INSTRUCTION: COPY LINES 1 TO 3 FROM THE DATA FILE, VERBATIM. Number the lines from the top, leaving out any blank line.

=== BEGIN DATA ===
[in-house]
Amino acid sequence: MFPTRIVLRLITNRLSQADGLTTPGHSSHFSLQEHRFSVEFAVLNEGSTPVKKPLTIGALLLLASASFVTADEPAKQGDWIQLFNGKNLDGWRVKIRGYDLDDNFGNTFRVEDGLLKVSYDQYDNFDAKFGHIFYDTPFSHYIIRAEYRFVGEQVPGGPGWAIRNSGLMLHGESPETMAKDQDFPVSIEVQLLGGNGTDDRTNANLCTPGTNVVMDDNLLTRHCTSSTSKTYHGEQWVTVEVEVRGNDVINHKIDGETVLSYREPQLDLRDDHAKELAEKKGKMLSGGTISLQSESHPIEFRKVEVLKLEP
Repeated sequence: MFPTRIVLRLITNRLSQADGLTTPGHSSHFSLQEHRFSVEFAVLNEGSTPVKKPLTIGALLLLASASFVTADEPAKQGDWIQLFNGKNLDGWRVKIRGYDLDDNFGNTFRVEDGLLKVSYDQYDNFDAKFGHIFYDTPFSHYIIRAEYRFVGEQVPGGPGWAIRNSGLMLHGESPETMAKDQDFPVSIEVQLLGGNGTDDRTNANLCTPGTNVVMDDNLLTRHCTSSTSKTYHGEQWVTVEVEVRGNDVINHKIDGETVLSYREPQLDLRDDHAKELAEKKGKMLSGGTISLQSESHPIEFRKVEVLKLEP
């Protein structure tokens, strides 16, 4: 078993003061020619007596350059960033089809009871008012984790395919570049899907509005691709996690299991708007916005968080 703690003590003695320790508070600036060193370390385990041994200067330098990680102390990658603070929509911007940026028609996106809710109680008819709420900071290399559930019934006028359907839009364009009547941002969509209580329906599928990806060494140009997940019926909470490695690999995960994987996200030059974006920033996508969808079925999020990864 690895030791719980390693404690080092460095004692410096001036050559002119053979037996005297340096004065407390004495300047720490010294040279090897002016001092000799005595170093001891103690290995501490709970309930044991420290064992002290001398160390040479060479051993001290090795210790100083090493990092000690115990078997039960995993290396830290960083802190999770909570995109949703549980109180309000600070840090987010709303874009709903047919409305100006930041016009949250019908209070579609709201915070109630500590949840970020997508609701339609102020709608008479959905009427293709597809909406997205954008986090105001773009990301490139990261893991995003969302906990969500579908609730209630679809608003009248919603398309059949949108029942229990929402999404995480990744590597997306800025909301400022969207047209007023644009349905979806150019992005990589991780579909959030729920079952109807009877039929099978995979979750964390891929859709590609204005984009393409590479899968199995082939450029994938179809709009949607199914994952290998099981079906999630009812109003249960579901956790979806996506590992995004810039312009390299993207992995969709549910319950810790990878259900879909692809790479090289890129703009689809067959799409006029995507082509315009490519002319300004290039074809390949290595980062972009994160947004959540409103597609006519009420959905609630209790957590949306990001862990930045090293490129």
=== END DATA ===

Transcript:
[in-house]
Amino acid sequence: MFPTRIVLRLITNRLSQADGLTTPGHSSHFSLQEHRFSVEFAVLNEGSTPVKKPLTIGALLLLASASFVTADEPAKQGDWIQLFNGKNLDGWRVKIRGYDLDDNFGNTFRVEDGLLKVSYDQYDNFDAKFGHIFYDTPFSHYIIRAEYRFVGEQVPGGPGWAIRNSGLMLHGESPETMAKDQDFPVSIEVQLLGGNGTDDRTNANLCTPGTNVVMDDNLLTRHCTSSTSKTYHGEQWVTVEVEVRGNDVINHKIDGETVLSYREPQLDLRDDHAKELAEKKGKMLSGGTISLQSESHPIEFRKVEVLKLEP
Repeated sequence: MFPTRIVLRLITNRLSQADGLTTPGHSSHFSLQEHRFSVEFAVLNEGSTPVKKPLTIGALLLLASASFVTADEPAKQGDWIQLFNGKNLDGWRVKIRGYDLDDNFGNTFRVEDGLLKVSYDQYDNFDAKFGHIFYDTPFSHYIIRAEYRFVGEQVPGGPGWAIRNSGLMLHGESPETMAKDQDFPVSIEVQLLGGNGTDDRTNANLCTPGTNVVMDDNLLTRHCTSSTSKTYHGEQWVTVEVEVRGNDVINHKIDGETVLSYREPQLDLRDDHAKELAEKKGKMLSGGTISLQSESHPIEFRKVEVLKLEP